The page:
HC Deb 11 May 1964 vol 695 cc94-6

Lords Amendment: In page 1, line 8, after "charged" insert: with the duty of formulating and keeping under review, a national plan for the development of harbours in Great Britain and".

6.30 p.m.

The Parliamentary Secretary to the Ministry of Transport (Vice-Admiral John Hughes Hallett)

I beg to move, That this House doth agree with the Lords in the said Amendment.

This is the first of 102 Lords Amendments which have reached us from another place. They fall into three clearly defined categories. Five groups of Amendments introduced by the Government are in fulfilment of undertakings given while the Bill was before this House; 88 are drafting or consequential Amendments; and I think only about nine are what might be called new Amendments.

This first Amendment is one of the new Amendments, although I think that hon. Members who were on the Standing Committee on the Bill when it was in this House will be familiar with the background. They will recall that the reason for referring to plans for individual harbours in the terms of reference of the National Ports Council was raised in the Committee. We are advised that the original wording in Clause 1(1) covered the formulation of a national plan and that objection to specifying the reference to a national plan was a legal one. There was a danger, if this had been done, that the Council might have been held to be inhibited from tendering advice to any individual harbour authority till such time as a complete national plan had been formulated.

In another place the same question was raised, and in response to widespread feeling that some reference to a national plan should be written into the Bill my noble Friend the Parliamentary Secretary undertook to look at the matter again. The result is to be seen in this Amendment, which, we are assured, cannot be construed as in any way inhibiting advice on an individual basis till such time as a complete national plan is drawn up.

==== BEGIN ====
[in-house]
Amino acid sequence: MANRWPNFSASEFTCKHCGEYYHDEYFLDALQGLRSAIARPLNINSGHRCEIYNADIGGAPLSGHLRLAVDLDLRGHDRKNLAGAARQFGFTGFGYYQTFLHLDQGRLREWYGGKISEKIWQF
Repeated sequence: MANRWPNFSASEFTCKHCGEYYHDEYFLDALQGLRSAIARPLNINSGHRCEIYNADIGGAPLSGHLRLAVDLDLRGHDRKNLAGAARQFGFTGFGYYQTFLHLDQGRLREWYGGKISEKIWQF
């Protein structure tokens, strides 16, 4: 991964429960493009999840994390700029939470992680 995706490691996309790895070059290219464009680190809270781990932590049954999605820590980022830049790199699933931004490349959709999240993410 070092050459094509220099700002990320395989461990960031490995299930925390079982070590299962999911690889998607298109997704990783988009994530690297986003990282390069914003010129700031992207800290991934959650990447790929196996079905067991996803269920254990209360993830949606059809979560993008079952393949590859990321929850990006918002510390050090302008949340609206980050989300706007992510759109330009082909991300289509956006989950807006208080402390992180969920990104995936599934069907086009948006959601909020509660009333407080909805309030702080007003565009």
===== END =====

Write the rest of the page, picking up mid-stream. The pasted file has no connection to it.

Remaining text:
Of course, hon. Members may argue that the Amendment is redundant inasmuch as it adds nothing to the effect of the Bill. While this may be so from a purely legalistic point of view we came to the conclusion that there is some merit in making reference to what is the main task of the Council. I therefore commend the Amendment to the House.

Mr. R. J. Mellish (Bermondsey)

We welcome this Amendment from their Lordships. Clause 1 had a very exciting career, as the hon. and gallant Gentleman will know. It was taken out, and reviewed, and then made into two separate Clauses. I think that now, at the end of the day, it is right that we should write in these words. Although the hon. and gallant Gentleman said it might not mean much legally, I think that it means a great deal to all of us who are keen on the future of our ports and dock industry, seeing that the National Ports Council is to be a new body charged with considering individual requirements of individual ports and harbours but will also, quite properly, be concerned with a national plan.

We would not have thought that the Council would have a blueprint of a national plan in front of it at this time, but it will have one in mind, and the work done on an individual port basis must have the national plan in mind, and we hope that it will not be long before we actually see that blueprint. I look forward to it. We welcome this Amendment enthusiastically.

Question put and agreed to.